Jurgen Klopp has overseen a number of makeovers during his career, having revived the fortunes of Borussia Dortmund before bringing Liverpool back to the summit of English and European football.

He is the man who pioneered ‘Heavy Metal Football’ and champions the gegenpress at Anfield, doing so while sporting his own unique baseball-capped look on the touchline.

Klopp is not averse to personal makeovers either, admitting to getting a hair transplant in 2013 and anyone who has been paying attention will have noticed that his smile is brighter since arriving on Merseyside.

So who is the mastermind behind the German coach’s inimitable smile? Goal brings you all you need to know.

Who is Jurgen Klopp’s dentist?

Dr Robbie Hughes is Jurgen Klopp’s dentist and is responsible for the German’s new look. Dr Hughes owns the Dental Excellence practice, which is based in Liverpool.

In a 2019 interview with BBC Sport, Hughes said that Klopp got in touch with the Dental Excellence team after seeing the work they had done with Roberto Firmino’s teeth.

“Working with Jurgen Klopp came about because he saw Roberto’s new teeth and decided he wanted to do something,” Hughes said.

“When Jurgen came to see us, he basically just said he liked Roberto’s teeth, that he wouldn’t want to go quite as white, but he liked his teeth.”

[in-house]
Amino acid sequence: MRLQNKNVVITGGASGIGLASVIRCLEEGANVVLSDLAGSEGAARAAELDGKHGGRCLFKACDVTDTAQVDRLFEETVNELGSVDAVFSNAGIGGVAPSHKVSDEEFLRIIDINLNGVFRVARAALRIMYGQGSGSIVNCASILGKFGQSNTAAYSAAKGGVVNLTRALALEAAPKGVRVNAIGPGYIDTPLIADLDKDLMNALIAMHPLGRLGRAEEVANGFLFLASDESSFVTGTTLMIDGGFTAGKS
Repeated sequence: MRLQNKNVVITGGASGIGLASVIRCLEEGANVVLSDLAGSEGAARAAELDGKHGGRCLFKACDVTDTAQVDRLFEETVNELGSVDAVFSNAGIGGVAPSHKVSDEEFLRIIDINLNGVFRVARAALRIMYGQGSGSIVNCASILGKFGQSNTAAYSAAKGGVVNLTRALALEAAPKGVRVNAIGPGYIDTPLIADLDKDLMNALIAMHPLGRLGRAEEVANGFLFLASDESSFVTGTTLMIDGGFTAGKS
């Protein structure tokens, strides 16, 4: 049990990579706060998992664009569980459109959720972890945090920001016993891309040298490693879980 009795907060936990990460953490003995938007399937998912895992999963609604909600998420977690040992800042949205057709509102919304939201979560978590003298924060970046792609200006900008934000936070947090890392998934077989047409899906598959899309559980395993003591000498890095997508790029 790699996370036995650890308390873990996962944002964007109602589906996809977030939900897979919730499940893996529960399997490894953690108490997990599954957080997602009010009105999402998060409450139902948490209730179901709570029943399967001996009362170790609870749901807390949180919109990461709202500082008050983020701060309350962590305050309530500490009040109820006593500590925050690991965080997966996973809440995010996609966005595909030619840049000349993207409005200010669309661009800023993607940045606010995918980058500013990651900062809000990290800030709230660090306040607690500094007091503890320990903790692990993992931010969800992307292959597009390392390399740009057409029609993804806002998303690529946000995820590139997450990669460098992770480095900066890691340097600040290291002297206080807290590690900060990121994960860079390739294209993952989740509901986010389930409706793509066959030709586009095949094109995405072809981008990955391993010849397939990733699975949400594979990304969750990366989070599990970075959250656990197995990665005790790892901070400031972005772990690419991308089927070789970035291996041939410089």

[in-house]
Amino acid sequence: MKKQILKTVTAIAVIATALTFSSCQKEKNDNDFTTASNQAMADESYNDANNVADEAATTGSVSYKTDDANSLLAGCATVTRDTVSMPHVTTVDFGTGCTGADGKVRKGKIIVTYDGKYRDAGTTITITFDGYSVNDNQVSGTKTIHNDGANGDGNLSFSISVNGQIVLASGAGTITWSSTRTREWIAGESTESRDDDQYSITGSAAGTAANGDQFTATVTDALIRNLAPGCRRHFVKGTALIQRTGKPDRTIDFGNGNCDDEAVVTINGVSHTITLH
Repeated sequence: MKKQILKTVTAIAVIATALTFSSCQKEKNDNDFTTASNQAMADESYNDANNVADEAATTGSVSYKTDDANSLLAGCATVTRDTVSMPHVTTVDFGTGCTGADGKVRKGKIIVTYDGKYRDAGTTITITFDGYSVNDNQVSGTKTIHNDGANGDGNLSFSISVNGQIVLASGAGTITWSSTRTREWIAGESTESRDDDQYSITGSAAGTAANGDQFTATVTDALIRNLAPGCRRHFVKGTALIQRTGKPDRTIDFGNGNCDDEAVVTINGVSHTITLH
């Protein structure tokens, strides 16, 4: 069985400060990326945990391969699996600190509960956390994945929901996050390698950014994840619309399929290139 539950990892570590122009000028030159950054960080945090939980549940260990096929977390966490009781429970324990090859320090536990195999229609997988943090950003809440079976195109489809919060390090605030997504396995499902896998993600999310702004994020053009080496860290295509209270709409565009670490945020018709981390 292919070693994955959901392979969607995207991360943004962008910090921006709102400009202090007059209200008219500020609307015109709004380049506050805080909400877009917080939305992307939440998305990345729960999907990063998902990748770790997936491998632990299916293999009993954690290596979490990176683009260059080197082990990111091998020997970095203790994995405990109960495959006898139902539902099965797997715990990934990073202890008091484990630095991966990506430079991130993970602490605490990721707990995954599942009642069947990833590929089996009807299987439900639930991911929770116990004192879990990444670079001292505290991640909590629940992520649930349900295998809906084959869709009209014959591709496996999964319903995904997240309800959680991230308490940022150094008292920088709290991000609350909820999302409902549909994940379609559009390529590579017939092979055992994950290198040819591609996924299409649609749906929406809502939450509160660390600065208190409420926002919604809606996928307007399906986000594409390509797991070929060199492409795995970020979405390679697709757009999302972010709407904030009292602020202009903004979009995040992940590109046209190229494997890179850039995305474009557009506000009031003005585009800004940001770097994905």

Klopp subsequently denied Hughes’ version of events, insisting that he had been having problems with his teeth which required antibiotics and sought to address the issues by getting a treatment.

“It was not that I saw Bobby Firmino’s teeth and went ‘I want them!'” the Liverpool boss insisted in an interview with Soccer AM.

He added: “It’s a long procedure and I had to go to the toilet. When I went I looked in the mirror and they’re really small – I realised, that’s the point of never going back, you have to do it now.

“I mean I like them, but obviously it’s different. They feel comfortable, it’s all good.” 

Hughes has been working with Liverpool players for a number of years and his first involvement with the club was with Martin Skrtel, who played at Anfield from 2008 to 2016.

“The Liverpool connection started with a friend of mine, who was looking after Martin Skrtel at the time,” Hughes explained. 

“Martin had an incident on the training pitch and he needed some dental work, so my friend introduced me to Martin, we did some work and he was really happy.

“I think the next player to come was Lucas [Leiva], then Lucas introduced me to the Brazilians and it all went from there really.”

As noted, the player whose smile makeover is probably most notable is Roberto Firmino and the striker’s gleaming gnashers may well have inspired others on the team.

“Roberto just wanted a new smile,

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What Is a General Dentist and Specialist Dentist?